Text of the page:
We all know that Internet of Things (IoT) is the future and that everything from your refrigerator to your toaster may eventually connect to the internet. With that being the case, it’s important to remember that these connected devices need to be designed with security in mind. On Saturday at the Def Con hacking conference in Las Vegas, Andrew Tierney and Ken Munro showcased a ‘smart’ thermostat hack, in which they were able to install encrypting ransomware onto the device, fortunately just as a proof of concept. Check it out:
The hacked thermostat (displayed in the screenshot above) runs a Linux operating system and has an SD card slot for owners to load custom settings and wallpapers. The researchers found that the thermostat didn’t check what files were being loaded or executed. Theoretically, this would allow hackers to hide malware into an application that looks just like a picture and fool users into transferring it onto their thermostat, which would then allow it to run automatically. At that point, hackers would have full control of the device and could lock the owner out. “It actually works, it locks the thermostat,” Munro said. This achieves the predictions of others in the security industry.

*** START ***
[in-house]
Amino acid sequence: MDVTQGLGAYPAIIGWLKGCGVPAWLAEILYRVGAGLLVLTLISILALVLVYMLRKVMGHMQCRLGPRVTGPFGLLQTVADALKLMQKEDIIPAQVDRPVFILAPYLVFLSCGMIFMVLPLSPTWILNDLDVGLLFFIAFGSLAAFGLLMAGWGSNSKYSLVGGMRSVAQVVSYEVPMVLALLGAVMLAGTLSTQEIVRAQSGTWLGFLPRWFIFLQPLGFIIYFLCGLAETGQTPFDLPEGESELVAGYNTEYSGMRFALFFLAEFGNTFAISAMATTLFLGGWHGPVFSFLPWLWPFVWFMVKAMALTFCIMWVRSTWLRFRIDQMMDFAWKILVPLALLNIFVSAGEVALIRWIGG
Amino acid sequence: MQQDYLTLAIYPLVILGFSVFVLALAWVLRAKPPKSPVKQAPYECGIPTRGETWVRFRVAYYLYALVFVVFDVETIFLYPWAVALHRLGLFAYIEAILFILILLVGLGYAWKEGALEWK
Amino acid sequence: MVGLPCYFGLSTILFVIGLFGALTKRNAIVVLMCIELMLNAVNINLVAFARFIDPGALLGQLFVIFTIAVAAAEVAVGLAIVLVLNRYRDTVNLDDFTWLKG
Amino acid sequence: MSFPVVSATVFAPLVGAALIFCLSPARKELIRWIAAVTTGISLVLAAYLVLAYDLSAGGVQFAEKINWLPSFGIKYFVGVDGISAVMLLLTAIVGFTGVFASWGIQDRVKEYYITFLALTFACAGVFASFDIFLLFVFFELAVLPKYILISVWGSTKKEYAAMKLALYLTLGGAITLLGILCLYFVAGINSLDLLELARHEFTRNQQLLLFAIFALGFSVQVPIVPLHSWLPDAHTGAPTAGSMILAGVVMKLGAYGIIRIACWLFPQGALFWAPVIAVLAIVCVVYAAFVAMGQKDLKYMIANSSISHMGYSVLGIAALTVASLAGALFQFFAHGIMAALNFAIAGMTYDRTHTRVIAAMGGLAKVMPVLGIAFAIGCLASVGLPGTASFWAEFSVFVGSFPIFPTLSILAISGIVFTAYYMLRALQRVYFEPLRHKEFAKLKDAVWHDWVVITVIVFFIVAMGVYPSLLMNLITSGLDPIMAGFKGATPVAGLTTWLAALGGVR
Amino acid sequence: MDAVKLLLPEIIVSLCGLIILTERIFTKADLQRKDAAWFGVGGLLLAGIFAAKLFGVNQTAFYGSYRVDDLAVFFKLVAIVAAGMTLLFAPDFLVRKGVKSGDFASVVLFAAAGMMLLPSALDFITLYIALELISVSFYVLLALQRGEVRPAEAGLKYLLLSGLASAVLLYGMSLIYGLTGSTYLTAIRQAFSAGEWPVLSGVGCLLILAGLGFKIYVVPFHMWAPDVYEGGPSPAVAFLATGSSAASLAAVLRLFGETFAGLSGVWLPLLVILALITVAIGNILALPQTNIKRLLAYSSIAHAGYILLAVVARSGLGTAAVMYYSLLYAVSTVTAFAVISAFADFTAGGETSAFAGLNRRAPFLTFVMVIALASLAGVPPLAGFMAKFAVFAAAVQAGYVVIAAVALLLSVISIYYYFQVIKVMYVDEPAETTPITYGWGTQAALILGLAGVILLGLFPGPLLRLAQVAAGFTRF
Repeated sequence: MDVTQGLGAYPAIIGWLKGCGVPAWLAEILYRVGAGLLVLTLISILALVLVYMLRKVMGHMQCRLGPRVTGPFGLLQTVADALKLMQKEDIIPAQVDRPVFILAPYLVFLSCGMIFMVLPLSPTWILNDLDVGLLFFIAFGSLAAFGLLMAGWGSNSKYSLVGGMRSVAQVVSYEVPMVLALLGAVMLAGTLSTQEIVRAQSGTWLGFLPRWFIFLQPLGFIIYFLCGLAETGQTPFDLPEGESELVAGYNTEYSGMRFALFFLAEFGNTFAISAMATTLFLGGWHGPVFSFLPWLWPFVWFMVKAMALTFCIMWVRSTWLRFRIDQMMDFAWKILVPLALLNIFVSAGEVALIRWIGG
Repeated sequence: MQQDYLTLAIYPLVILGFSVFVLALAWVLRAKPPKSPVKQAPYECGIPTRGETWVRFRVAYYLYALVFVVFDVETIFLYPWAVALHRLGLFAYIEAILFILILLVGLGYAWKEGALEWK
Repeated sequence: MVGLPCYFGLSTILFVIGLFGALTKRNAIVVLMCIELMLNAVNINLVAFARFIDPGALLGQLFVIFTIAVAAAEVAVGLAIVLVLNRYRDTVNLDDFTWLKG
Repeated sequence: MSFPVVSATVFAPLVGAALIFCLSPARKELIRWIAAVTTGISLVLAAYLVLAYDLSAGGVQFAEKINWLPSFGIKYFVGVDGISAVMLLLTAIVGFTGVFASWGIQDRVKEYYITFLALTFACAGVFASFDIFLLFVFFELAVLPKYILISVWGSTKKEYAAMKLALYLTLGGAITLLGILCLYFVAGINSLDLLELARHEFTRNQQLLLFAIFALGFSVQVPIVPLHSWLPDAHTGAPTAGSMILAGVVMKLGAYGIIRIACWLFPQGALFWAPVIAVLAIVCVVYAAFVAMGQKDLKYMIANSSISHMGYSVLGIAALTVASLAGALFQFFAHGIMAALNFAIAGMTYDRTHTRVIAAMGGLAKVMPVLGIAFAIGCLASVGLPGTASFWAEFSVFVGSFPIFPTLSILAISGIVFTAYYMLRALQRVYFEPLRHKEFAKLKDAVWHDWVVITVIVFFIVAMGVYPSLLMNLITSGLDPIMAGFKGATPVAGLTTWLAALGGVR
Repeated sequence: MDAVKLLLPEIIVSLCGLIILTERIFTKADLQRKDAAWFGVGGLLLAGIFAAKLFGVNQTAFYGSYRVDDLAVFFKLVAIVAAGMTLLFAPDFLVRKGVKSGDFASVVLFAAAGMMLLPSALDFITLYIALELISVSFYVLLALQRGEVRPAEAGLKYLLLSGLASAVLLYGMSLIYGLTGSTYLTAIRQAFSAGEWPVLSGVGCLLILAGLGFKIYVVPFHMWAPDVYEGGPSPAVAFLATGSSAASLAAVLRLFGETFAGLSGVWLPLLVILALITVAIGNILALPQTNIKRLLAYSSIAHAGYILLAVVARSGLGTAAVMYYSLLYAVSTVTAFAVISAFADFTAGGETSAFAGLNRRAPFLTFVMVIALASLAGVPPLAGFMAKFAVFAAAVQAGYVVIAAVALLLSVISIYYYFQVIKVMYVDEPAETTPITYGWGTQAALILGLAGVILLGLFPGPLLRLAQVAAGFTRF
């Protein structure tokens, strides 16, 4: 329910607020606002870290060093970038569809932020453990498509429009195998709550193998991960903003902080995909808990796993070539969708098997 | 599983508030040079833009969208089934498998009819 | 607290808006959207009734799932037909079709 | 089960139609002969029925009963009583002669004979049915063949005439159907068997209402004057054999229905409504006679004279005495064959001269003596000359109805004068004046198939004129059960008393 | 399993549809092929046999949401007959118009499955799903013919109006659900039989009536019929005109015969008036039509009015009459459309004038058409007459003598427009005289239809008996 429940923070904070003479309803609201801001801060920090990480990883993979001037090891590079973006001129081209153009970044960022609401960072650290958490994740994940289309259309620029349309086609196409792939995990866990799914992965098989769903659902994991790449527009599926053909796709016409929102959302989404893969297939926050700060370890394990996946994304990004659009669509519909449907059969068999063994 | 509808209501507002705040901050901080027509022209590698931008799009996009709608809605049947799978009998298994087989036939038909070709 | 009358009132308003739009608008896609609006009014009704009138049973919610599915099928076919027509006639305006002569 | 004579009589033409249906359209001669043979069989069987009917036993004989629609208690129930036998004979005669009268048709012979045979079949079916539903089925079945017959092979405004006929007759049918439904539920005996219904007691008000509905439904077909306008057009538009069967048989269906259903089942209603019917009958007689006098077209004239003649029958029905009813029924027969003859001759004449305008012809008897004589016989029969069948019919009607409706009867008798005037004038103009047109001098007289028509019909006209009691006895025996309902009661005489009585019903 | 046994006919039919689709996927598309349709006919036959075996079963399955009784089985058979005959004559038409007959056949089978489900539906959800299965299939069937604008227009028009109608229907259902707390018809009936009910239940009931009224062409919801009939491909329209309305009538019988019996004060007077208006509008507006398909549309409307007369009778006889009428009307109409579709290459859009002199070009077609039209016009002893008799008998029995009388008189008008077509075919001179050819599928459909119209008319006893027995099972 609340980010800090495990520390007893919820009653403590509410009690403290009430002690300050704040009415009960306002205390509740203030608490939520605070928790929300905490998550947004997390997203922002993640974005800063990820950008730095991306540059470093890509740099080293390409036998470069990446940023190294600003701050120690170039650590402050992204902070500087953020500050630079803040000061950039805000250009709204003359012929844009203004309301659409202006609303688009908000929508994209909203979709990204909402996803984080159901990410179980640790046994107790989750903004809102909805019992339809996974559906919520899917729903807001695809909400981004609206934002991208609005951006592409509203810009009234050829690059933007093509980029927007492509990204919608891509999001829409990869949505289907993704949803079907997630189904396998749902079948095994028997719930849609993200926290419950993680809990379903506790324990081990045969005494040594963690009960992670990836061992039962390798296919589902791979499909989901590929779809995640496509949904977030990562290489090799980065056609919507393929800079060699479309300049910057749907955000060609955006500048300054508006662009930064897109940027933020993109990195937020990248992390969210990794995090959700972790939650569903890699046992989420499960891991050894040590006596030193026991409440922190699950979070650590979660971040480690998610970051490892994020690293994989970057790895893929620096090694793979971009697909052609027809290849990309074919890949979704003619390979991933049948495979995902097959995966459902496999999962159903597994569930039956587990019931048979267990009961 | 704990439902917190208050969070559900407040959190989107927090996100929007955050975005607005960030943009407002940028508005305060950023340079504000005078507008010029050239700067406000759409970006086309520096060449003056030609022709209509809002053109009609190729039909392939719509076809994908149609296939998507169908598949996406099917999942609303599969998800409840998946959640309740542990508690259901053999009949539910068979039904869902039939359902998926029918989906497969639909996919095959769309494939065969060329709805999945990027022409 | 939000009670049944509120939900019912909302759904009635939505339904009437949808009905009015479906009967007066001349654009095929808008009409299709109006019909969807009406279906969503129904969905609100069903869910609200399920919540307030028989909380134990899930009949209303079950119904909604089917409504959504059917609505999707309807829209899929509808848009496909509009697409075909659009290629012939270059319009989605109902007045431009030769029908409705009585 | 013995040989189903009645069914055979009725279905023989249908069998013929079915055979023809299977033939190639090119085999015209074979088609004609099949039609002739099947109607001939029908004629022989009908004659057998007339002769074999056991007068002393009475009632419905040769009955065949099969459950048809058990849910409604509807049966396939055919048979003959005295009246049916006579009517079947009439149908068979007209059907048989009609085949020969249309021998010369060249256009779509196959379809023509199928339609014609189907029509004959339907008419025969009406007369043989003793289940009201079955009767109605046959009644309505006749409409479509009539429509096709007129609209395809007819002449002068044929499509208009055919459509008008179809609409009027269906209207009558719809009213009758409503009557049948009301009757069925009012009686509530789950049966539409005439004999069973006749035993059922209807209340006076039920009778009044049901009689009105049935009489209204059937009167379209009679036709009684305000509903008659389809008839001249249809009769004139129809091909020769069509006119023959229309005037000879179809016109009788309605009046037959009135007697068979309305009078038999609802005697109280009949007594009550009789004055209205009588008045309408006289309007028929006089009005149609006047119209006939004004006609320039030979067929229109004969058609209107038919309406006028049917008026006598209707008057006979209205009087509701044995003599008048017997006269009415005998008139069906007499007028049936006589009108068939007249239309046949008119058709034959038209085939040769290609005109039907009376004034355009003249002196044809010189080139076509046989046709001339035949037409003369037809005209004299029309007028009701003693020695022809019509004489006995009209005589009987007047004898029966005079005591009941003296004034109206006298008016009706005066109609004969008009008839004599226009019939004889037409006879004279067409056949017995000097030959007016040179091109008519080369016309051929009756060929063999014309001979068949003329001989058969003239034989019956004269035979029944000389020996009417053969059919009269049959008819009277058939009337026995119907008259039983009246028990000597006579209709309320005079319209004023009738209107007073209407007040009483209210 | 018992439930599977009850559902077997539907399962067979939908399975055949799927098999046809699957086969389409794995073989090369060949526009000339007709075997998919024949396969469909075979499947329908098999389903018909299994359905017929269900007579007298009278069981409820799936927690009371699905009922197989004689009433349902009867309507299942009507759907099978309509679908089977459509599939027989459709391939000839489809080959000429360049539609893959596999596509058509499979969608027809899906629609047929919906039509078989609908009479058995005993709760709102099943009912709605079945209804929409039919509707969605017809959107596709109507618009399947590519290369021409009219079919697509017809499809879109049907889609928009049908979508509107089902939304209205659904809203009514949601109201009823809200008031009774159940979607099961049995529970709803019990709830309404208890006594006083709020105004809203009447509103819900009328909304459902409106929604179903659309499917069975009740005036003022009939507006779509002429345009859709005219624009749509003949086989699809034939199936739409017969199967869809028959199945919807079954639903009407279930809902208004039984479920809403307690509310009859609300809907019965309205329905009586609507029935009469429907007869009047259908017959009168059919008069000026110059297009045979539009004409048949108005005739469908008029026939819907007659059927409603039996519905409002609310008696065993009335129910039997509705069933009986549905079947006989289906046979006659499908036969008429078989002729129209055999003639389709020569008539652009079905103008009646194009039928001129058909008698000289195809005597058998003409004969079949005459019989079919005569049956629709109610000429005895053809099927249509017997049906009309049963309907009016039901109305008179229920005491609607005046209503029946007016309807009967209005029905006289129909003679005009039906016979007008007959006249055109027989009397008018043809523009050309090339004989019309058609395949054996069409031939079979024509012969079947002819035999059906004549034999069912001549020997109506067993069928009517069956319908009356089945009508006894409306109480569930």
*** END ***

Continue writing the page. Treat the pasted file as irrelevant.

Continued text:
Despite the above tweet, Tierney and Munro declined to confirm the brand of this particular thermostat that they hacked. Because this test was so new, despite the vulnerability being showcased, the reserachers haven’t yet disclosed the vulnerability to the manufacturer, but the plan is to disclose the bug today. They also said that the fix should be easy to deploy. While this ransomware isn’t an immediate threat to anyone using smart devices in their homes today, the point has been proven that it’s very possible to create ransomware for these new and emerging IoT devices. “You’re not just buying [Internet of Things] gear,” Tierney warned, “You’re inviting people on your network and you have no idea what these things do.”